Rather, what is more interesting about films like this to me is the fact that we can see plainly just what it takes to narrativize a period whose interest is actively hostile to narrative. Michael Masden’s character is basically an investor, but an investor who practices shooting a gun and who has had, to date, an interesting (if mostly impotent) sex life. A really interesting sex life, actually. Argento’s character ridicules him for the failure of his enterprises – a failure that crosses the bridge from the financial to the narratological. A couple that runs a business, a boring one, just as boring as those that at least one friend went into when he decided academia wasn’t for him, is actually tangled up with roofie-attempted-murder. And every sexual act is tinged with the aftertaste of violence and ill-gotten gains.

I’m sure that some “investors” had interesting sex-lives back during 1973-2008, but probably not as interesting as they hoped. And I’m sure some carried a piece, but it was mostly for kicks and paranoid aura. Mostly the hours spent expensively in airport lounges are boring – boring drinks in a boring place.

Think again of The Sopranos, and the perfectly-tuned demographic fantasy that it massaged. Your next door neighbor, the fat ethnic guy next door, could well not just be in waste management, but could rather be clipping guys down on the Newark esplanade and taking the girl he wants at the ‘Bing. The show was a tailor-fitted fantasy about professionalism and the lifestyle that should justly accompany such difficult and morally-compromising work.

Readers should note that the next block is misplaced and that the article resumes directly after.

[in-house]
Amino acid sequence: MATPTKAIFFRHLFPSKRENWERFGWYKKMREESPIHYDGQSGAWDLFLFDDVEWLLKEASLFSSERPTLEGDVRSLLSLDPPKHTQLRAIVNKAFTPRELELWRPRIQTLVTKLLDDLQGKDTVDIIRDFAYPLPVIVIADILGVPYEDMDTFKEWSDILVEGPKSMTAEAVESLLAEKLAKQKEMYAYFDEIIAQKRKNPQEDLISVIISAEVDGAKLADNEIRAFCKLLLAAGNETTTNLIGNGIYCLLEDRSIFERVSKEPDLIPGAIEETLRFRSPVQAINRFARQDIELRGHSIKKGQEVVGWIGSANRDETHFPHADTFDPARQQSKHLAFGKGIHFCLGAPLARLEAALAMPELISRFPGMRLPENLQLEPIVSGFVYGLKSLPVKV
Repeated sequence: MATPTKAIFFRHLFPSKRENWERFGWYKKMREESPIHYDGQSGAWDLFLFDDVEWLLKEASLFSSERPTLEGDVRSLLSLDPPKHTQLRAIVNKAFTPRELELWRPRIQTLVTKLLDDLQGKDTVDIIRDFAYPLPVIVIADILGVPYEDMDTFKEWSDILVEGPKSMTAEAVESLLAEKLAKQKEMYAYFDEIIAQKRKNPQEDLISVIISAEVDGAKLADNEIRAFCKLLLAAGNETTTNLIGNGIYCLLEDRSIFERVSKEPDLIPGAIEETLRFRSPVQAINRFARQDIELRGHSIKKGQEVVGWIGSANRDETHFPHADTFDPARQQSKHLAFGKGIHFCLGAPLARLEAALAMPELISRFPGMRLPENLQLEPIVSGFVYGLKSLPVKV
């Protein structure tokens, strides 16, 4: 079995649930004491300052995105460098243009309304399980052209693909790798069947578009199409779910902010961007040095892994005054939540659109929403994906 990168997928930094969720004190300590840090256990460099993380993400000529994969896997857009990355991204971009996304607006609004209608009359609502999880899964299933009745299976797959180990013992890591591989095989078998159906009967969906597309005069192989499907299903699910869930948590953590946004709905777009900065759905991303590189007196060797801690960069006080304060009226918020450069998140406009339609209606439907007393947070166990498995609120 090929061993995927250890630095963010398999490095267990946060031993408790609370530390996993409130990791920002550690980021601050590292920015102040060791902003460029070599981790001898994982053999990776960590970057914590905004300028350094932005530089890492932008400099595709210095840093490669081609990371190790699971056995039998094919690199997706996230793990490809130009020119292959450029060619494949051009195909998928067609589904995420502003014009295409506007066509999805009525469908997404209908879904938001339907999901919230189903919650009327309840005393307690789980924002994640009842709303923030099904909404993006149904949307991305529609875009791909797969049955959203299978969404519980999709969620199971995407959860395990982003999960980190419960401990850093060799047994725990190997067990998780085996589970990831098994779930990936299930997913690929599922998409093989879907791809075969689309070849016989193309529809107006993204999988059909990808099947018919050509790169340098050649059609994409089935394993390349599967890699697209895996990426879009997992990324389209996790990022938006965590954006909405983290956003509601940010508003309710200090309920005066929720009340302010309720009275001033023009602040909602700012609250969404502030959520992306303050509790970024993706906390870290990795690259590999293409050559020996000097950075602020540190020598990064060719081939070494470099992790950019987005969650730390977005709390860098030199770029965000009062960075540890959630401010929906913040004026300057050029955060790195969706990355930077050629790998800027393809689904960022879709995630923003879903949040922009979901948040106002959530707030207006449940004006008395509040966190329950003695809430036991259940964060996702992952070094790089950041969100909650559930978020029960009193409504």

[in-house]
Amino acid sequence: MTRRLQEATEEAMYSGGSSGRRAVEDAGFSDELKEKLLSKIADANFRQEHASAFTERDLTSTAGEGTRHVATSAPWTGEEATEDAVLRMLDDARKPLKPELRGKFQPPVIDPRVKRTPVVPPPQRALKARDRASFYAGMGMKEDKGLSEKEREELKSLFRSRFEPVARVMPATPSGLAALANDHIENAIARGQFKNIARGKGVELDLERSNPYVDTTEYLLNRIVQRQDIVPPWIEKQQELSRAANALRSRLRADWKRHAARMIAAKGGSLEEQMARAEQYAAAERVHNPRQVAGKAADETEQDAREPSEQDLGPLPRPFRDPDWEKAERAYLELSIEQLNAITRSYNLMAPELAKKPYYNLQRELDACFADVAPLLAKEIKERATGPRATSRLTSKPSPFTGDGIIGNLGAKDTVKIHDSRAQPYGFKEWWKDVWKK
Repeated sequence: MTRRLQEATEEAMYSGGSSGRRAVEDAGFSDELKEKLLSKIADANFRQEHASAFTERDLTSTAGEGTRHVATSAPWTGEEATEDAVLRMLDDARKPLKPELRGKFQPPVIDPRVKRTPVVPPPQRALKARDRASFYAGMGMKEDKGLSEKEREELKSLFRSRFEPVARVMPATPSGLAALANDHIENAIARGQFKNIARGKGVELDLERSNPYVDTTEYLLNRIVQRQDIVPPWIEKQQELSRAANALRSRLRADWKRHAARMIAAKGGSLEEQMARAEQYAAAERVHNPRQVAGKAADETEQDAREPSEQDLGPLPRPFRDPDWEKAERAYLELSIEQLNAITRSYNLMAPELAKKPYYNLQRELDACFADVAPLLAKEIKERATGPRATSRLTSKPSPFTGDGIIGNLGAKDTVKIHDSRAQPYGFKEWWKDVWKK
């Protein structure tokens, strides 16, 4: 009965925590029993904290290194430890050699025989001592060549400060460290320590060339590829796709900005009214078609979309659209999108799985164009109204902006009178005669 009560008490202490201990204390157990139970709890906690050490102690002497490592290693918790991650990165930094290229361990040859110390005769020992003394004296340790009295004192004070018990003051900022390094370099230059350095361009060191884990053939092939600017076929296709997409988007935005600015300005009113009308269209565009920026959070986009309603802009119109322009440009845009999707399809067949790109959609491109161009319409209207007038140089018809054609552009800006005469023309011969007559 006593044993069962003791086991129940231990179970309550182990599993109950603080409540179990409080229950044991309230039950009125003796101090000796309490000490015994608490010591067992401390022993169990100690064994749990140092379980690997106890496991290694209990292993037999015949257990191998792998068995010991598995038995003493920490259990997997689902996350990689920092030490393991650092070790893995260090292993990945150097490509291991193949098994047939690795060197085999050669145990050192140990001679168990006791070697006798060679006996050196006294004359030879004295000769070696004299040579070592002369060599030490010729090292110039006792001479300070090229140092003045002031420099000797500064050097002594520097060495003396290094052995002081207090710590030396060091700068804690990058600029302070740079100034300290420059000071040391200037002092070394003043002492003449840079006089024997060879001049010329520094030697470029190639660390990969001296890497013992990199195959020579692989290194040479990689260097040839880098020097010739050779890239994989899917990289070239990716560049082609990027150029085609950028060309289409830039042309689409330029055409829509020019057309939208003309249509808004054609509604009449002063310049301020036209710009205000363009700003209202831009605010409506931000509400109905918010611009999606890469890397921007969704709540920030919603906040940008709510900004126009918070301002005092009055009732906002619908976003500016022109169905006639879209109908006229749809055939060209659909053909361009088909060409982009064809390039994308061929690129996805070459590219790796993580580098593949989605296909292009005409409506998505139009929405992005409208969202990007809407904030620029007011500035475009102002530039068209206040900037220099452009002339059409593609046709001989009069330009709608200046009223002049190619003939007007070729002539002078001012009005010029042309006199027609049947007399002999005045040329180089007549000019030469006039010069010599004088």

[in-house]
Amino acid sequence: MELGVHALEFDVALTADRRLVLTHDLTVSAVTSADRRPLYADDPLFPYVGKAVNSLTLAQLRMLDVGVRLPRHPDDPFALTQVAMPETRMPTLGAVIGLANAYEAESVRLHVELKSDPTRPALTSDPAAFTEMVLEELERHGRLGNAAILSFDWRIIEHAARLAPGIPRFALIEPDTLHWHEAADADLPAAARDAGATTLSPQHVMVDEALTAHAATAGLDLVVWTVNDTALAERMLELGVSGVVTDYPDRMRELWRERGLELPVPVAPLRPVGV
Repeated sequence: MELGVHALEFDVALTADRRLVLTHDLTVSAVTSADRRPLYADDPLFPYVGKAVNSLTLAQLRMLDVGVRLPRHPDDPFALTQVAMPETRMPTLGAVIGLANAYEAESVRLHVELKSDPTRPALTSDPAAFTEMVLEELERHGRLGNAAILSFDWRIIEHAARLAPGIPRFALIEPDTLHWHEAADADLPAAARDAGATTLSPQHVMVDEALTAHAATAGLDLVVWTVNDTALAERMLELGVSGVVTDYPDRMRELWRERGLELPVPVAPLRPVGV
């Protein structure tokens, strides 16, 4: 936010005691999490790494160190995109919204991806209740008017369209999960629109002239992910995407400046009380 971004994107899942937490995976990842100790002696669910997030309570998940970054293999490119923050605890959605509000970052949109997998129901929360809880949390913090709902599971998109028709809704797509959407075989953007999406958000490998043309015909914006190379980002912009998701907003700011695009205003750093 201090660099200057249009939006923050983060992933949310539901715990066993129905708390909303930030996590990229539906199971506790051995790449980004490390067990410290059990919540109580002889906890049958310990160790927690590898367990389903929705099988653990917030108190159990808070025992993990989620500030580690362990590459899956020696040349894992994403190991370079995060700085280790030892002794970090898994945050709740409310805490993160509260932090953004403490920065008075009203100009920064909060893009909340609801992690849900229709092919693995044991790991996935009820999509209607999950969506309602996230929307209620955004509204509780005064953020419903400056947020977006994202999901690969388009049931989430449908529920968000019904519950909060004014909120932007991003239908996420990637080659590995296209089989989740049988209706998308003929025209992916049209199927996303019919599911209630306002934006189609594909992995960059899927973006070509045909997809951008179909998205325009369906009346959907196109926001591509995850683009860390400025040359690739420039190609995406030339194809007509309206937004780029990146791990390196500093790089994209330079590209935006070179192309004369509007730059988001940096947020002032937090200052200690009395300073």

Somehow the world wants investment banking to be a task populated by the feral, the oversexed, the trigger-pullers. But it is not. Somehow the world wants something, something with ripped panties and shell casings, to be going on behind the hedges of the hedge funds. But I guarantee you – it is not. We lived – though may live no more – where all of us, deeply and darkly and perhaps with significant embarrassment, wish that our betters – the winners of the meritocratic game – live fuller and more interesting lives than they do.

Because if not them, then whom, exactly?

(Too tired to go on – but for a better read of Boarding Gate you could always take a look at Shaviro’s read, which is very helpful indeed….)

Written by adswithoutproducts

October 6, 2008 at 12:26 am

One Response

Subscribe to comments with RSS.

  1. Yeah, you know, I was saying something similar a friend recently, re: shows like Weeds and Big Love. They provide a psychological (fantasy) wage. Behind the conformism and homogeneity of white, middle-class suburbia, life is sexy and full of transgressions. The medium is truly the message here. It’s the show itself that makes the tedium of the 80 hour workweek or the cut-and-paste ‘burbs barely bearable.

    And isn’t Sarah Palin a version of this, too? A hockey-mom that morphs into Chuck Norris?

    We’ve got a good little cadre of people working on the 1973-2008 period, here in Berkeley. And we’d be happy to have your help!

    Jasper

    October 6, 2008 at 4:57 pm


Leave a Reply

Fill in your details below or click an icon to log in:

WordPress.com Logo

You are commenting using your WordPress.com account. Log Out /  Change )

Google+ photo

You are commenting using your Google+ account. Log Out /  Change )

Twitter picture

You are commenting using your Twitter account. Log Out /  Change )

Facebook photo

You are commenting using your Facebook account. Log Out /  Change )

Connecting to %s

%d bloggers like this: